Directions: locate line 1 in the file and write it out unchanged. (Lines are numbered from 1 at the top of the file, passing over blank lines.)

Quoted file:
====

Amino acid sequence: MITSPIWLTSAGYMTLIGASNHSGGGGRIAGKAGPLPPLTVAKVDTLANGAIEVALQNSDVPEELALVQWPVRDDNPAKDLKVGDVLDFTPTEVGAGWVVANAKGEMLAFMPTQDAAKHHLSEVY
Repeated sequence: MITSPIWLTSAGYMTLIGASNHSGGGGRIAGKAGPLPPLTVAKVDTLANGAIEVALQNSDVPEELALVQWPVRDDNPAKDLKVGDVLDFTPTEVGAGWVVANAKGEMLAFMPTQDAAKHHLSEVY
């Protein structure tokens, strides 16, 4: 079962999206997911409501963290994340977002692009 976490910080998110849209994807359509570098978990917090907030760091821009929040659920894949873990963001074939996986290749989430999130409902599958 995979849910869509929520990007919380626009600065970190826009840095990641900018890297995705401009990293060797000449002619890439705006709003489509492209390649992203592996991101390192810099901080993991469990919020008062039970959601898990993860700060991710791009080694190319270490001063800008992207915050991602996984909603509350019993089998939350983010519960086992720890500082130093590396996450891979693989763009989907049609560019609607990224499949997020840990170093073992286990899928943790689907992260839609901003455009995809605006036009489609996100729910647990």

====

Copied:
Amino acid sequence: MITSPIWLTSAGYMTLIGASNHSGGGGRIAGKAGPLPPLTVAKVDTLANGAIEVALQNSDVPEELALVQWPVRDDNPAKDLKVGDVLDFTPTEVGAGWVVANAKGEMLAFMPTQDAAKHHLSEVY